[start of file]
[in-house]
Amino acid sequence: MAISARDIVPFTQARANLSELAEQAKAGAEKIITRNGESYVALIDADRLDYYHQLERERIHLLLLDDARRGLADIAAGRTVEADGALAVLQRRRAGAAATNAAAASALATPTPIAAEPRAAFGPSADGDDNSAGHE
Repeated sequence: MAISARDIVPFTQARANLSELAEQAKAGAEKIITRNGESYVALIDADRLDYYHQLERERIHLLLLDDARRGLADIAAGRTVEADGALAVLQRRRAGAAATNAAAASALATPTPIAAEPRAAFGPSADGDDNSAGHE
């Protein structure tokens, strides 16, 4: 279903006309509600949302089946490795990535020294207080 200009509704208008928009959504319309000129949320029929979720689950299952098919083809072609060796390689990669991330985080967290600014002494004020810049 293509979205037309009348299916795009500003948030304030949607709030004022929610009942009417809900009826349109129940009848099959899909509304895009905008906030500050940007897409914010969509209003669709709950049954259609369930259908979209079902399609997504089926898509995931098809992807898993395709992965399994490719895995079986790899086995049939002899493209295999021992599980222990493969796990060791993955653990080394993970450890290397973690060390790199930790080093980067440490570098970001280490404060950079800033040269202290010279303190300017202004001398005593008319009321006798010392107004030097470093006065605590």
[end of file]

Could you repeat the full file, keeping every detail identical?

[in-house]
Amino acid sequence: MAISARDIVPFTQARANLSELAEQAKAGAEKIITRNGESYVALIDADRLDYYHQLERERIHLLLLDDARRGLADIAAGRTVEADGALAVLQRRRAGAAATNAAAASALATPTPIAAEPRAAFGPSADGDDNSAGHE
Repeated sequence: MAISARDIVPFTQARANLSELAEQAKAGAEKIITRNGESYVALIDADRLDYYHQLERERIHLLLLDDARRGLADIAAGRTVEADGALAVLQRRRAGAAATNAAAASALATPTPIAAEPRAAFGPSADGDDNSAGHE
């Protein structure tokens, strides 16, 4: 279903006309509600949302089946490795990535020294207080 200009509704208008928009959504319309000129949320029929979720689950299952098919083809072609060796390689990669991330985080967290600014002494004020810049 293509979205037309009348299916795009500003948030304030949607709030004022929610009942009417809900009826349109129940009848099959899909509304895009905008906030500050940007897409914010969509209003669709709950049954259609369930259908979209079902399609997504089926898509995931098809992807898993395709992965399994490719895995079986790899086995049939002899493209295999021992599980222990493969796990060791993955653990080394993970450890290397973690060390790199930790080093980067440490570098970001280490404060950079800033040269202290010279303190300017202004001398005593008319009321006798010392107004030097470093006065605590």